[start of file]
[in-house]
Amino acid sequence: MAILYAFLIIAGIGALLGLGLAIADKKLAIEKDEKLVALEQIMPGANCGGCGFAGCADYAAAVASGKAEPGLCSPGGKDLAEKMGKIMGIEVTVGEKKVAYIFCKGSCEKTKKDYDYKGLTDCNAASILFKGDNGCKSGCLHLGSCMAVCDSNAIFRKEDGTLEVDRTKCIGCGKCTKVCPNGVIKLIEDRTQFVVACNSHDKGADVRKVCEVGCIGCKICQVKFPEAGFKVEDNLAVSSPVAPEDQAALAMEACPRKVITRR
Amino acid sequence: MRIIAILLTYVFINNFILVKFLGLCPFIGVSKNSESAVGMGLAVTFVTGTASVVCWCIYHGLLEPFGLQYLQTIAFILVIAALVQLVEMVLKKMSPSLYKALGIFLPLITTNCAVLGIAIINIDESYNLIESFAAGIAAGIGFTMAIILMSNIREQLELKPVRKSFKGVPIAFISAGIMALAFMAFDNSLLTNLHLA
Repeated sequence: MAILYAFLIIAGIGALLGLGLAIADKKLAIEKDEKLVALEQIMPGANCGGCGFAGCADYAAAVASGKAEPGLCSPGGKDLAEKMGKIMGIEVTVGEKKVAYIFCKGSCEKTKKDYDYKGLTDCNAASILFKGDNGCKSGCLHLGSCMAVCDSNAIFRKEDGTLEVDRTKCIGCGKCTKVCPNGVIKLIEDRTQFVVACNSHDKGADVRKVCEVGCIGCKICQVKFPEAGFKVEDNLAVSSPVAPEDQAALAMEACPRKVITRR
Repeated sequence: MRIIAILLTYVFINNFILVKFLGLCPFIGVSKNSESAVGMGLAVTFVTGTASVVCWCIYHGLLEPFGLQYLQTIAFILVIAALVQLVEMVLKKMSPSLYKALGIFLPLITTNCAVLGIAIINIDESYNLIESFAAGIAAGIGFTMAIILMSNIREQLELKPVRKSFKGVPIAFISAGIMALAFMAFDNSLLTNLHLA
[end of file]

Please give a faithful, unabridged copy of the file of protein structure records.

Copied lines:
[in-house]
Amino acid sequence: MAILYAFLIIAGIGALLGLGLAIADKKLAIEKDEKLVALEQIMPGANCGGCGFAGCADYAAAVASGKAEPGLCSPGGKDLAEKMGKIMGIEVTVGEKKVAYIFCKGSCEKTKKDYDYKGLTDCNAASILFKGDNGCKSGCLHLGSCMAVCDSNAIFRKEDGTLEVDRTKCIGCGKCTKVCPNGVIKLIEDRTQFVVACNSHDKGADVRKVCEVGCIGCKICQVKFPEAGFKVEDNLAVSSPVAPEDQAALAMEACPRKVITRR
Amino acid sequence: MRIIAILLTYVFINNFILVKFLGLCPFIGVSKNSESAVGMGLAVTFVTGTASVVCWCIYHGLLEPFGLQYLQTIAFILVIAALVQLVEMVLKKMSPSLYKALGIFLPLITTNCAVLGIAIINIDESYNLIESFAAGIAAGIGFTMAIILMSNIREQLELKPVRKSFKGVPIAFISAGIMALAFMAFDNSLLTNLHLA
Repeated sequence: MAILYAFLIIAGIGALLGLGLAIADKKLAIEKDEKLVALEQIMPGANCGGCGFAGCADYAAAVASGKAEPGLCSPGGKDLAEKMGKIMGIEVTVGEKKVAYIFCKGSCEKTKKDYDYKGLTDCNAASILFKGDNGCKSGCLHLGSCMAVCDSNAIFRKEDGTLEVDRTKCIGCGKCTKVCPNGVIKLIEDRTQFVVACNSHDKGADVRKVCEVGCIGCKICQVKFPEAGFKVEDNLAVSSPVAPEDQAALAMEACPRKVITRR
Repeated sequence: MRIIAILLTYVFINNFILVKFLGLCPFIGVSKNSESAVGMGLAVTFVTGTASVVCWCIYHGLLEPFGLQYLQTIAFILVIAALVQLVEMVLKKMSPSLYKALGIFLPLITTNCAVLGIAIINIDESYNLIESFAAGIAAGIGFTMAIILMSNIREQLELKPVRKSFKGVPIAFISAGIMALAFMAFDNSLLTNLHLA